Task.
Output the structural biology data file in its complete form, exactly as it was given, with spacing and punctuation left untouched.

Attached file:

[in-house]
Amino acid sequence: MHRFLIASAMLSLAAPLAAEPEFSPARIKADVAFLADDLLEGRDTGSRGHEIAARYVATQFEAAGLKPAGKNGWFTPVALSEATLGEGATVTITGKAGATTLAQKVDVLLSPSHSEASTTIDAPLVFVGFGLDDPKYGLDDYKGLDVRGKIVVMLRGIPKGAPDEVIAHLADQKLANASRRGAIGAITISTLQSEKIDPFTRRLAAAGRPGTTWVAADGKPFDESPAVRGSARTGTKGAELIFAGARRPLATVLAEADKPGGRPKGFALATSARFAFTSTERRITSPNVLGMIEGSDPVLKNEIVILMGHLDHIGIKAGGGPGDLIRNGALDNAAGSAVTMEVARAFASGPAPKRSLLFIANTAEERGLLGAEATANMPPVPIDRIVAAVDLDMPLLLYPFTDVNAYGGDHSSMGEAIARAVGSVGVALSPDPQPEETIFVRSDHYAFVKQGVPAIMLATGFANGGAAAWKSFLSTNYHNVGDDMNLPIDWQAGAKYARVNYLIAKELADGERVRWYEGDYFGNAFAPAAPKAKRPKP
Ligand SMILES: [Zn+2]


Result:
[in-house]
Amino acid sequence: MHRFLIASAMLSLAAPLAAEPEFSPARIKADVAFLADDLLEGRDTGSRGHEIAARYVATQFEAAGLKPAGKNGWFTPVALSEATLGEGATVTITGKAGATTLAQKVDVLLSPSHSEASTTIDAPLVFVGFGLDDPKYGLDDYKGLDVRGKIVVMLRGIPKGAPDEVIAHLADQKLANASRRGAIGAITISTLQSEKIDPFTRRLAAAGRPGTTWVAADGKPFDESPAVRGSARTGTKGAELIFAGARRPLATVLAEADKPGGRPKGFALATSARFAFTSTERRITSPNVLGMIEGSDPVLKNEIVILMGHLDHIGIKAGGGPGDLIRNGALDNAAGSAVTMEVARAFASGPAPKRSLLFIANTAEERGLLGAEATANMPPVPIDRIVAAVDLDMPLLLYPFTDVNAYGGDHSSMGEAIARAVGSVGVALSPDPQPEETIFVRSDHYAFVKQGVPAIMLATGFANGGAAAWKSFLSTNYHNVGDDMNLPIDWQAGAKYARVNYLIAKELADGERVRWYEGDYFGNAFAPAAPKAKRPKP
Ligand SMILES: [Zn+2]